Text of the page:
Everyone loves a rags-to-riches story, and when it comes to the wine industry, there’s none better than that of the Casella Wines family business.
The founders of Casella Wines, Filippo and Maria Casella, immigrated to Australia from Sicily in 1957 and began their winemaking careers at Yenda in the New South Wales Riverina region in 1969. Today, thanks largely to the runaway success of its [yellow tail] brand established in 2001, Casella Wines is largest family owned winery in Australia, and the fifth most powerful wine brand in the world.
The man behind that success is managing director John Casella (right), Filippo and Maria’s son, who took over in the ‘90s after cutting his teeth in the business at a local winery. John came to the industry with generations of winemaking experience behind him, and a depth of knowledge that can only be gained from a background where wine is more than just a drink, it’s a way of life.
“My parents had generations of winemaking experience behind them,” says John. “In southern Italy and Sicily in the past, small landowners didn’t sell grapes like they do here. Each landholder had his own way of producing wine. They usually had their own primitive press on the farm as well as an area to crush the grapes by foot. My grandparents had a vat where the wine was stored and wine merchants would come by once in a while to buy the wine and take it back to the mainland. But winemaking was in the family long before that. I’ve traced it back to 1820 but I think it goes back much longer.”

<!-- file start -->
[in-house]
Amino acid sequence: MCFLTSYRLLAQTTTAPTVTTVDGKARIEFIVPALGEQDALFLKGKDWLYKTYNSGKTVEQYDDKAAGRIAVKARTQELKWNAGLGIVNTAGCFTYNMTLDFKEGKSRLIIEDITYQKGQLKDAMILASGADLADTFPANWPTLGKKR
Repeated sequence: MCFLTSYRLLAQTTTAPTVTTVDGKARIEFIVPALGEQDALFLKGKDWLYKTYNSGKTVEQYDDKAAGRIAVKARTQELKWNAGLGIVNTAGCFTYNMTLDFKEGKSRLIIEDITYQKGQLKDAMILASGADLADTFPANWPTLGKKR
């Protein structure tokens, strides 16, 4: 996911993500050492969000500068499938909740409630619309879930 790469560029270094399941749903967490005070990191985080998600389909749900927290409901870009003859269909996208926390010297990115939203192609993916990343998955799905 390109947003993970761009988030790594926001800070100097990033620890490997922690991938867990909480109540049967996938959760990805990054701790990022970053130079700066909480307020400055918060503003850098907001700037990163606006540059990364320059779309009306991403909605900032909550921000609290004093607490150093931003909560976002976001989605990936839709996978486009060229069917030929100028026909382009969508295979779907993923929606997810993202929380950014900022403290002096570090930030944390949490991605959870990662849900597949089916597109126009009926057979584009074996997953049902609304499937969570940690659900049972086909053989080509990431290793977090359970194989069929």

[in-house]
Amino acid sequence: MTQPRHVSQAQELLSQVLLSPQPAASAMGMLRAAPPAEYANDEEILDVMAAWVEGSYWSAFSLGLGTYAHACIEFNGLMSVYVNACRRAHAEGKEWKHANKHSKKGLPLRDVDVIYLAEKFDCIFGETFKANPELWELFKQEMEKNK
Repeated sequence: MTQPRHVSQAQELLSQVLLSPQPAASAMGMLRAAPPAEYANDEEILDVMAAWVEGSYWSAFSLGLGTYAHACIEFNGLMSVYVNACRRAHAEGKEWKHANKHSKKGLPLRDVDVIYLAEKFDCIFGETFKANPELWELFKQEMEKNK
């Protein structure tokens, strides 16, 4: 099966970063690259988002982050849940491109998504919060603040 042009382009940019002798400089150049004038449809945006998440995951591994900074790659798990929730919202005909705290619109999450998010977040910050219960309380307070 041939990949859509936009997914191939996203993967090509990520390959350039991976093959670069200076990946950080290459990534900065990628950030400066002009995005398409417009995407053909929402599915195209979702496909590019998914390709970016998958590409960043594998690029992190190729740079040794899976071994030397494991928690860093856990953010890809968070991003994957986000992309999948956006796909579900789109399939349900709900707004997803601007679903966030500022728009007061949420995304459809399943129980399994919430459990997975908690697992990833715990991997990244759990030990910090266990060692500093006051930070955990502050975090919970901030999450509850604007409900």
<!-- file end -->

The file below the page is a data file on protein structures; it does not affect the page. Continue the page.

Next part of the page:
Today Casella Wines remains a business with strong family values. John’s brothers Joe and Marcello, and Joe’s son Daniel, are all involved in the running of the business. For all three brothers wine and winemaking was a part of everyday life when they were growing up and the lessons they learned in those formative years have reaped very impressive rewards.
“I was always around the culture of wine drinking,” says John. “Even when I was young, it was normal to sip wine at the table and I started to get an idea of what is a good wine and what is not. When my family started making wine commercially I got to see how it was done first hand. I saw how the wine was made, the work that went on in the vineyards and the process of going out and promoting and selling the wines. I got a fairly broad experience of the whole business growing up.”
Casella Wines remained a modest, if moderately successful, family business through the ‘70s, ‘80s and ‘90s before the breakthrough came in 2001 with the release of the [yellow tail] brand. Known for its distinctive wallaby logo, affordable price and consistent quality it became an overnight success, launching Casella Wines into the big time.
Casella’s success took the industry by storm, but anyone looking for a secret formula or ‘Eureka moment’ behind it all will be disappointed. In fact, John Casella remains resolutely modest about the meteoric rise of [yellow tail], attributing much of its success to external influences.
“I could never have envisaged the success we’ve had,” he says. “This is an industry that requires a lot of capital investment and is extremely competitive. It was not something you would have thought possible. We had a few things in our favour at the time. The exchange rate was very favourable at around 57 US cents to the Australian dollar. We also had the 2000 Olympic Games, which raised the profile of Australia in the eyes of the world. I think all these factors, as well as the fact that the American consumer has a familiarity and affinity with Australia, contributed to [yellow tail]’s success.”